Many patients are diligent about preparing for breast surgery: they research their options, research their surgeon, schedule consultations, and follow preparation instructions to the letter. But often patients look at the procedure itself as the “finish line” and don’t give much thought to what happens after the procedure. Whether you’re having breast reconstruction, breast augmentation, or breast reduction, it’s important to have realistic expectations for your surgical results and the recovery period, so I’ve simplified the information and provided a quick guide of what you need to know about recovering from breast surgery.
What to expect after breast augmentation
Recovering from breast augmentation surgery is generally manageable. I’ve found that within 3-4 days after the procedure, most patients can comfortably perform about 80% of their usual day-to-day activities. As many patients would expect, the last piece of recovery is typically the ability to perform physical exercise. While I encourage most patients to begin taking walks for exercise around 1 week after their surgery, most women are not ready for higher-impact activities (such as jogging or running) until between 3 weeks and 6 weeks post-surgery.
The risk of complications from a breast augmentation is very low, but it is still important to be aware of the risks so that you can identify if there is a concern. One potential complication is called capsular contracture. Any time there is a foreign object in the body, our bodies build a scar capsule around it. Capsular contracture occurs when this scar capsule hardens and gives the breast an unnaturally firm feel. Another complication to look for is implant malposition, in which the implant shifts out of position.
What to expect after breast reduction
After breast reduction surgery, most patients can expect to be returning to work and performing most of their day-to-day activities within 1-2 weeks post-surgery. However, patients are typically advised to minimize physical activity for 2-4 weeks, and may also be instructed to wear surgical bras (specially designed bras for post-breast reduction patients) for about a month after the procedure.
Many patients ask whether a reduced ability to breastfeed may be a complication of breast reduction surgery (as well as breast augmentation surgery), but breastfeeding issues occur in a very small percentage of breast surgery patients. It’s also important to keep in mind that breast fluctuations that accompany pregnancy and breastfeeding can affect the longevity of your surgical results.
What to expect after breast reconstruction
Breast reconstruction after mastectomy is a highly varied procedure because patients’ needs differ widely. For example, some patients require a full reconstruction of one breast or both breasts, while others simply require partial reconstruction of a breast that has been deformed due to a lumpectomy. Even among patients who require similar reconstructions, there are numerous options regarding what type of tissue or implant is used and how exactly the procedure is performed. These varied procedural techniques can significantly vary the recovery expectations (healing can take anywhere from 2 weeks to 8 weeks), so it is vital to discuss your options in your consultation and to understand the differences between the procedure before making your decision.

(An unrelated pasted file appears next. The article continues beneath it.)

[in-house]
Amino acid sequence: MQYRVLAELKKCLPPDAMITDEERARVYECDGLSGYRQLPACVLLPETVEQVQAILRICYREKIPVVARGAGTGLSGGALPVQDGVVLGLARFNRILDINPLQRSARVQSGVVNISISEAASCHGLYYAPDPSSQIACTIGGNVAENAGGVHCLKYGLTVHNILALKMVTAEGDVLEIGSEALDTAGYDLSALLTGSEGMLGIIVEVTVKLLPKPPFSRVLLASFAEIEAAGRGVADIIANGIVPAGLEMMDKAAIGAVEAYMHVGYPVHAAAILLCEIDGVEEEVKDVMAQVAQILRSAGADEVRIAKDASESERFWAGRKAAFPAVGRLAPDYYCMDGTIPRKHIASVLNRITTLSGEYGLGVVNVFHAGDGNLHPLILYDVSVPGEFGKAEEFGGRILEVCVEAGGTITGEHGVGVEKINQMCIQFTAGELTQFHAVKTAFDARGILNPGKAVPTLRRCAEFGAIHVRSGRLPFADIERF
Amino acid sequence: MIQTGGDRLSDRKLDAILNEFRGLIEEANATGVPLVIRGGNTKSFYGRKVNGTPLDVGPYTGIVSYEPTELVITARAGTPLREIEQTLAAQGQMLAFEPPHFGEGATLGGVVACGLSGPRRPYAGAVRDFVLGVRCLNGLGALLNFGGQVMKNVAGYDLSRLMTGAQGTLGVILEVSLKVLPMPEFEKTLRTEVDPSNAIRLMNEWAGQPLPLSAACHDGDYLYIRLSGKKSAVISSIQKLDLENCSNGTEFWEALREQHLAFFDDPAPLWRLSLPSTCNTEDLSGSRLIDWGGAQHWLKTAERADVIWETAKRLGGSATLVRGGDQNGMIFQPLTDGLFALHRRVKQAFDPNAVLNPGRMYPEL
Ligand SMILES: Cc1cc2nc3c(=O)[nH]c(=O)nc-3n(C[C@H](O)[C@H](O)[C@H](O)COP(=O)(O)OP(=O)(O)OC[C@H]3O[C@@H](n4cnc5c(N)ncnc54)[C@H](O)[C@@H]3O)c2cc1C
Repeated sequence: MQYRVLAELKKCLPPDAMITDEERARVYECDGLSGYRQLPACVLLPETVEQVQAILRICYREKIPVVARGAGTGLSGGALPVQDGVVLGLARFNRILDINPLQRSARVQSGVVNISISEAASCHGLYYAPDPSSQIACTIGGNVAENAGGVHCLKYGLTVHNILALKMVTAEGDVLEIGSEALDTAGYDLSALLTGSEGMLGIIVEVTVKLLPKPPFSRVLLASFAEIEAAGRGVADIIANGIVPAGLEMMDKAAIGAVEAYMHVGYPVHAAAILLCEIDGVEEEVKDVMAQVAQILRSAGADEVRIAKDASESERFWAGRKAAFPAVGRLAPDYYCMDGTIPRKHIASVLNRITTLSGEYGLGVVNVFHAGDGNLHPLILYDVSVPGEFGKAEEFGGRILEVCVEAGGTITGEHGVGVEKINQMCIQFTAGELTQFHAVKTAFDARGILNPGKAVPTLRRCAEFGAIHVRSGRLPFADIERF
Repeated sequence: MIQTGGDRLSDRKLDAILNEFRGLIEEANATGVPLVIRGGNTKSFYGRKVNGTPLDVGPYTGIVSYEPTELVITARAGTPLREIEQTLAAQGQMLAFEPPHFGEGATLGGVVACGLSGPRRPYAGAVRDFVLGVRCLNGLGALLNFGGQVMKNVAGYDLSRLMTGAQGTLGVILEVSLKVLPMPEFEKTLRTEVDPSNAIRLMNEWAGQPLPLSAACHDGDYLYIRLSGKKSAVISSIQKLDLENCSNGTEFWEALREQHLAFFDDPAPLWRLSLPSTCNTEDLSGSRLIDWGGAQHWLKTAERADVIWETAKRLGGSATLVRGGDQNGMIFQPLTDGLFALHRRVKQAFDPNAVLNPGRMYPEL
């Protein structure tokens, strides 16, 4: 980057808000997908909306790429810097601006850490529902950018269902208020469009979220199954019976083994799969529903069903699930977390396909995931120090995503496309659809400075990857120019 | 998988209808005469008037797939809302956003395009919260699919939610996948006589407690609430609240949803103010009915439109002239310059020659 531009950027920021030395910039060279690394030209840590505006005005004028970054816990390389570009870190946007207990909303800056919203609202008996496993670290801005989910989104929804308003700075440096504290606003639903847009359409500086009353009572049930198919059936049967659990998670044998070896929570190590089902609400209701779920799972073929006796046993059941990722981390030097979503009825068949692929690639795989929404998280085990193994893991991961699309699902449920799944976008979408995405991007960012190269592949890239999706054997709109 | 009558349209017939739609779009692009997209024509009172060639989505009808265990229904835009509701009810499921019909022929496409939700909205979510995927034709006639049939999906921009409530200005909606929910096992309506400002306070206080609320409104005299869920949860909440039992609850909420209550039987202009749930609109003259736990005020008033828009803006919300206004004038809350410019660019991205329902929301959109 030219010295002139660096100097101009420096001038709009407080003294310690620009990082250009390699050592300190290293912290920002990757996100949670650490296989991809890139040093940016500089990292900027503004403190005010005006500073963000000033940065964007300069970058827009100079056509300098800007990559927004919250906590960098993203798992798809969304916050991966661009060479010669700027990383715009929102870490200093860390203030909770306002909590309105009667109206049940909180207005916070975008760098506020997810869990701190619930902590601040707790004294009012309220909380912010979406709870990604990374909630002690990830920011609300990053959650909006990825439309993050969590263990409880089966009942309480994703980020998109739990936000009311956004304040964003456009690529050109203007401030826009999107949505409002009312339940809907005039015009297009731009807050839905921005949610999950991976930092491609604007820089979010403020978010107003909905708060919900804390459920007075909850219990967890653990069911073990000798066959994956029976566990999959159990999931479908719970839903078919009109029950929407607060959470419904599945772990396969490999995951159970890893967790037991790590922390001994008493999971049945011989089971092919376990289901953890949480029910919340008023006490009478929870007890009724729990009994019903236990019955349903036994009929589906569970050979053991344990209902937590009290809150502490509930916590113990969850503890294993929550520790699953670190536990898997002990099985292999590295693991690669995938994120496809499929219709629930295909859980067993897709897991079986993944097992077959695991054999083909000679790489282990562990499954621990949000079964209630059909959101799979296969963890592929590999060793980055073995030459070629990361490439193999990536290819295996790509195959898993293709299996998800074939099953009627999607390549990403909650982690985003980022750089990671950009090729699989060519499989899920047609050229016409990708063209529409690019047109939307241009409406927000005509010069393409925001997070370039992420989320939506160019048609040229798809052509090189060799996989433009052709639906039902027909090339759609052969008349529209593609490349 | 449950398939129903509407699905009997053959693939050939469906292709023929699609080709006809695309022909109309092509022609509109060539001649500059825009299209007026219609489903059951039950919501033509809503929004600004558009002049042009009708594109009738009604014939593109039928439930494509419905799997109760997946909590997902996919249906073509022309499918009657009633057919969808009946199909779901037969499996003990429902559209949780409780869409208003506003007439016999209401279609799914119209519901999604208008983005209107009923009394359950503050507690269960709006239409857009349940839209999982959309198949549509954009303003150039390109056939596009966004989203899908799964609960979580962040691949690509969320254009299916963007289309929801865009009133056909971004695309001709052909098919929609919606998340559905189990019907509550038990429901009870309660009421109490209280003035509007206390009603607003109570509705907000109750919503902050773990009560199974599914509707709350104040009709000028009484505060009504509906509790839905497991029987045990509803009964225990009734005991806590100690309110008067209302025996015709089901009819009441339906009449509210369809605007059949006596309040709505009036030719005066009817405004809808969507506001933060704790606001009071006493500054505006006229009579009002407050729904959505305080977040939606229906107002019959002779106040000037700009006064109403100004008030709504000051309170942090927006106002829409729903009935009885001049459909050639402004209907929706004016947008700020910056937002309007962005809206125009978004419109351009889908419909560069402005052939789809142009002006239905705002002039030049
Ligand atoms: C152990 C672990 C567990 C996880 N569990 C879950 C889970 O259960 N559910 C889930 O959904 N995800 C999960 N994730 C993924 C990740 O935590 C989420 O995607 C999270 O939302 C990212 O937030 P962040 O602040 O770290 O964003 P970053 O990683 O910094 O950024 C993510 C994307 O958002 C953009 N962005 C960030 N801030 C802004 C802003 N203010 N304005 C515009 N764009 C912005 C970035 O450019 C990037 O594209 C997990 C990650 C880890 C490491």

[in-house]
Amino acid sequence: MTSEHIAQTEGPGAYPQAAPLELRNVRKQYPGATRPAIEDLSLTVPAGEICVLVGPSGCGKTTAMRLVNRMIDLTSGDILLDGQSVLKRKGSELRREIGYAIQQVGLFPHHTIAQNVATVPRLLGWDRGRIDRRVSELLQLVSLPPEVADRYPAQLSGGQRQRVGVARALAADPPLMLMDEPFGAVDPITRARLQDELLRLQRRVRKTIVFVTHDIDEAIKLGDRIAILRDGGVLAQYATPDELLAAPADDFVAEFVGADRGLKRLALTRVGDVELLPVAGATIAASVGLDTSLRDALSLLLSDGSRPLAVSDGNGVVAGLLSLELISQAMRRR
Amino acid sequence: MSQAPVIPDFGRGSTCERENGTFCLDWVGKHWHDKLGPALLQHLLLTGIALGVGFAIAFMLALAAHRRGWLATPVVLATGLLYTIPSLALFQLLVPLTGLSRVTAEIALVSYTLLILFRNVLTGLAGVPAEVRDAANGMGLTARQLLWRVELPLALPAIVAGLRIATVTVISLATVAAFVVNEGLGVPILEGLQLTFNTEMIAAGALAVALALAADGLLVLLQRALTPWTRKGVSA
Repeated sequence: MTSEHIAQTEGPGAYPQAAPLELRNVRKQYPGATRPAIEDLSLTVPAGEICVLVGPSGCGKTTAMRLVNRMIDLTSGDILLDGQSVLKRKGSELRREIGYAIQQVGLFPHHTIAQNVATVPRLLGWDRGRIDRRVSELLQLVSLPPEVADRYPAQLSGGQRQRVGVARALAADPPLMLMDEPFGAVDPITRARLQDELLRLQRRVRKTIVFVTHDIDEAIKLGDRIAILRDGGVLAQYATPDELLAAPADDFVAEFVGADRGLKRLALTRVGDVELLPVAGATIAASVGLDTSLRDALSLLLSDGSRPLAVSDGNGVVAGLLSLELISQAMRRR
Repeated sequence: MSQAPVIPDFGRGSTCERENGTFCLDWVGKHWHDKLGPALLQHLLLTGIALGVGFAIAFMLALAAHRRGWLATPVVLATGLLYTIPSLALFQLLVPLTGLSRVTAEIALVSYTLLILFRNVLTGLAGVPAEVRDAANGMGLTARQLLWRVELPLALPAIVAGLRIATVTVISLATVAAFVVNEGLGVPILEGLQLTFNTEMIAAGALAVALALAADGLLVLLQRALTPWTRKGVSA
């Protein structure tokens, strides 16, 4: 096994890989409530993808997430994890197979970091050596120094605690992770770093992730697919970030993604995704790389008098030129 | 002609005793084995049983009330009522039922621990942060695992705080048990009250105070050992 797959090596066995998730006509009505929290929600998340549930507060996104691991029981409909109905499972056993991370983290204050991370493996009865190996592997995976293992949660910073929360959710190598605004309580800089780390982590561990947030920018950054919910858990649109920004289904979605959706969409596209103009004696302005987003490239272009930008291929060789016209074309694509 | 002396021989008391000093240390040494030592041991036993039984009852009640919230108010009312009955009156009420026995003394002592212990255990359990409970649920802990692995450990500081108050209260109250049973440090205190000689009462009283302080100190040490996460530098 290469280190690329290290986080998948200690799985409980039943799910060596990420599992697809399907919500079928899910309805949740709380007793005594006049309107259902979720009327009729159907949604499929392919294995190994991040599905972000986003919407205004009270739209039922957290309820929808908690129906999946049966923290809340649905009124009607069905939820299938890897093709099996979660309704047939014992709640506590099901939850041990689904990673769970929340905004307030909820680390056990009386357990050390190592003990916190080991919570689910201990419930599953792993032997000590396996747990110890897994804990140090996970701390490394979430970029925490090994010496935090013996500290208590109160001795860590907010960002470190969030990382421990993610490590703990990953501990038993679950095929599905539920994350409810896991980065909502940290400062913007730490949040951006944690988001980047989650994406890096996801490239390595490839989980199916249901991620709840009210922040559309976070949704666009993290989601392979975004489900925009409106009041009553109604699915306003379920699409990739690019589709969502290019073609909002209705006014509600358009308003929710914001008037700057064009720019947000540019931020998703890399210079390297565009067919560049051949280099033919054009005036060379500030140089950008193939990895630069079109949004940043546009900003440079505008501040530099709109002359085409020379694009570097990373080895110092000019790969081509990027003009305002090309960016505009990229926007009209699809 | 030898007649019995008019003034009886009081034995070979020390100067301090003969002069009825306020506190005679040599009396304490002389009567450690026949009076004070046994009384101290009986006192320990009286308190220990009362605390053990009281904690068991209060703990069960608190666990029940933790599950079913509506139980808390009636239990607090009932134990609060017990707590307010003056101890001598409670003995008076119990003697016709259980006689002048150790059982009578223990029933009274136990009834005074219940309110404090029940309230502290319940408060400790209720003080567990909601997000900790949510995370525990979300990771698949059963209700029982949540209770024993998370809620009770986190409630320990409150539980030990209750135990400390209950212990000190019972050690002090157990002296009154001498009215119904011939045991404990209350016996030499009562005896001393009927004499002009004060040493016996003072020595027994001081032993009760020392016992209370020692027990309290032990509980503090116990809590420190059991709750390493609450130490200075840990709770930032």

Breast revision surgery
No matter how well-planned and well-orchestrated a breast surgery is, there is always the possibility of needing future revisions. Breast revision surgery may be performed to rectify complications that have arisen after the initial surgery, such as ruptured implants, capsular contracture, or implant malposition after a breast augmentation, or future fluctuations in breast size after breast reduction. Or, some women simply choose to have their breasts adjusted. Many factors can cause a patient to desire a breast revision, from experiencing changes to her results due to pregnancy or weight fluctuations, to simply a changing opinion on what type of breasts best complement her body.
For any breast surgery patient, it is important to have the appropriate balance of preparing for all the possibilities involved in recovery and reminding oneself that recovery is likely to go very smoothly so you can soon be enjoying breasts that are better aligned with your body and your self-image. The best way to ensure a successful surgery and recovery is to work with a highly-qualified plastic surgeon. This is especially true when considering the new and popular fat transfer technique, often using platelet rich plasma (described to the patient as stem cells) as well, to increase breast size. While this is a rather simple procedure, it is sometimes offered by doctors who are not qualified. Before any cosmetic procedure, it is vital to ensure that it will be performed by a Board-Certified Plastic Surgeon who has admitting privileges at a reputable hospital in the case of any complications. To take the first step toward your breast surgery, schedule an appointment or join me, board-certified Atlanta plastic surgeon Dr. Franklyn Elliott, on Facebook, Twitter, and Google+.